|Other Tour Dates (5)|
|Nov 3||Chantal Kreviazuk||Clarke Theatre Foundation Mission, CAN||Find Tickets|
|Nov 10||Chantal Kreviazuk||The Burton Cummings Theatre Winnipeg, CAN||Find Tickets|
|Nov 12||Chantal Kreviazuk||National Arts Centre Ottawa, CAN||Find Tickets|
|Nov 13||Chantal Kreviazuk||Hamilton Place Theatre Hamilton, CAN||Find Tickets|
|Dec 1||Chantal Kreviazuk||The Danforth Music Hall Toronto, CAN||Find Tickets|
When Chantal Kreviazuk took to the concert grand piano placed in the kitchen of her home studio to commence the writing of her fourth album, something began to change. The chords she started to release were immediately different from her earlier work – revealing themselves to be much more rhythmic and charging. While other artists tend to mellow as their career progresses, Chantal found that she was crafting her most driving work with Ghost Stories.
“I think that was just a reaction to the heart and passion I was putting into the songs,” she reflects. “The album rocks and has a lot of rhythm... which is really exciting for me. A lot of times, when people mature they get more melancholy and reflective, and it shows in the tempos of their music.”
It has been four years since Chantal released her last album, What If It All Means Something. During the break after recording and touring that record, she firmly established herself as one of the premiere songwriters in the industry by penning hits for the likes of Avril Lavigne, Gwen Stefani and Kelly Clarkson. And, as the strength and fit of this new album displays, the experience of crafting songs to suit the personality of other artists has allowed her to take a step back and write songs that showcase her considerable talents even more.
Ghost Stories was entirely written by Chantal and her husband Raine Maida of Our Lady Peace (who also produced the album) They worked in their own home, sharing a creative space with their dogs and two young children – charting new ideas and pecking away at songs during the course of the day before bunkering down to really make progress on the tracks together under the cloak of night. When completed, the album was mixed in studio by Michael Brauer (Coldplay, Bravery, Bob Dylan, Jeff Buckley).
Working with her life partner within the walls of their home allowed the album to take shape in an environment of complete openness. Unlike studio sessions where egos can be shielded by the niceties of professional relationships, Chantal knew that Raine was there to tell the truth – be it bruising or not. Although occasionally painful to hear, she credits the honesty of this process for ultimately making the record stronger.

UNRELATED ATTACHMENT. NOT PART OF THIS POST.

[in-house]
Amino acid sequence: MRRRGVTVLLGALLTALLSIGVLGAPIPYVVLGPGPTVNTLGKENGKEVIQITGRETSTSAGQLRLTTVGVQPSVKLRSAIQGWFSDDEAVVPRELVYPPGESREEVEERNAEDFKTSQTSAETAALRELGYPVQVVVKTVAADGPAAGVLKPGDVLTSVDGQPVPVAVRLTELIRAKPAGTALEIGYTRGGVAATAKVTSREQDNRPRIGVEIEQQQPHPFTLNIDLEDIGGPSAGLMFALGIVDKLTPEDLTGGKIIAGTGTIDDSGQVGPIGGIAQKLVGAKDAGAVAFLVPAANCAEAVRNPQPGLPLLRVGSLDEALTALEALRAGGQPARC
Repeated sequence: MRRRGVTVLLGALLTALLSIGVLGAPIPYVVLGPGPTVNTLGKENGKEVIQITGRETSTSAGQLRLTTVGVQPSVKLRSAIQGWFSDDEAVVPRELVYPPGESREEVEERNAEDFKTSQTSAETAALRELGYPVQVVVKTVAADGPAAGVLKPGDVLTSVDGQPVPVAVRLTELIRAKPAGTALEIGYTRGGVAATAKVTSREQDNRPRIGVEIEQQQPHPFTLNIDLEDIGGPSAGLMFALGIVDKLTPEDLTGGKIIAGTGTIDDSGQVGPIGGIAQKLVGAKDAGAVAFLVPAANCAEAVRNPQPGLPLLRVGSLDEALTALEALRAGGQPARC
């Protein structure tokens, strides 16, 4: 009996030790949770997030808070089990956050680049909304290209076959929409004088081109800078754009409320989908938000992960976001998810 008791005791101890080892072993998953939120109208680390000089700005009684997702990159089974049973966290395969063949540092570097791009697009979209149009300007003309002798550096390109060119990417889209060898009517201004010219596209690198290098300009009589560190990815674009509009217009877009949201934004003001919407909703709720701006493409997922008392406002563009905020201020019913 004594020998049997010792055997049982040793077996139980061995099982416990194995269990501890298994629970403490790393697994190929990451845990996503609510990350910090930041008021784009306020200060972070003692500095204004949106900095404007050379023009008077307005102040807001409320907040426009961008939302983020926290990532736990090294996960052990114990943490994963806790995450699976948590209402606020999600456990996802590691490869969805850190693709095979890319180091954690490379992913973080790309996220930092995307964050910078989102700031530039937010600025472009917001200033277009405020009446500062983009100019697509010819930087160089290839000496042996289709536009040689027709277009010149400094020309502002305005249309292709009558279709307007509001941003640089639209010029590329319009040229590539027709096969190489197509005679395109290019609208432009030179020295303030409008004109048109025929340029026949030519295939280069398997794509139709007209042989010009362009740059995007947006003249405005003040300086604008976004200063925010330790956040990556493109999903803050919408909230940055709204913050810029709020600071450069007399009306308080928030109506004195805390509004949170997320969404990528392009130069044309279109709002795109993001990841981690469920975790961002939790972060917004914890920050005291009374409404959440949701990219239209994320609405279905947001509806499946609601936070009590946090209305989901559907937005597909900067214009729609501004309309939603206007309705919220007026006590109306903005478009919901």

“It really is rewarding to be able to work with your best friend,” she reveals. “It’s something you can’t recreate with someone that you are just starting a relationship with. It’s amazing, but when people have the level of relationship where they are able to be brutally honest with each other, it hurts sometimes”
“It did get slightly tense once in a while,” Chantal admits. “However we have such an amazingly powerful love for each other and we always know that anything we do to/with/for each other comes from a positive place and that helps us make the very best music together.”
Unlike her earlier work, the majority of this album was written to the rhythm – with the piano riff emerging first and providing the foundation for the songs. While it also features an utterly captivating melody, it is not hard to imagine a track like lead single “All I Can Do” being born of the driving piano that lies below.
Luckily for fans of Chantal’s reflective and personal style of lyrical songwriting, basing this work on the rhythm hasn’t come at the expense of the words. As poignant as anything she has crafted, “Asylum” tells the tale of Chantal’s nanny – a war refugee from the Congo. “She is an incredible human being and her story touches our lives every day,” says Chantal. “While the memories of war and persecution will never leave her, the joy and safety she now has in her life and in our home is such a great comfort. But I know that she suffers in silence.”
The ghosts of war are not the only spirits haunting the album. When Chantal looked over the completed record she discovered ethereal presences lurking within the shadows of several songs. “I didn’t know that there were ghosts all over the album until it came time to title it,” she remembers. Intentional or not, these spirits repeatedly dart through the lyrics and themes.
“Ghosts Of You” is the second offering (after What If It All Means Something’s “Flying Home (Brenda’s Song)”) to a very close cousin who passed away too early in life. “My cousin Brenda was such a powerful force in my world,” Chantal remembers. “Her loss seems to hurt not more, but differently, every day. I feel her and that loss just as much as when she left this world. “Ghosts of You” is about our coming of age together and the beautiful safe haven we had in each other throughout our lives prior to her passing.”
Some of the ghostly inhabitants are more symbolic. Chantal wrote “You Blame Yourself” to address lingering memories from past hard times. “I have a lot of painful memories of being confused as a teen,” she says. “This is a dark song for anyone who hurts where they are and feels like they need to break out.”
With Ghost Stories Chantal asks us to follow her to a landscape shaped by rhythm, beauty and loss. While the spirits inhabiting this realm speak with the voice of the lost and the outcast, their tales of love, war, destitution, isolation and joy demand to be heard.
All video content is provided by Youtube, and any questions, comments, or concerns regarding such content should be directed to Youtube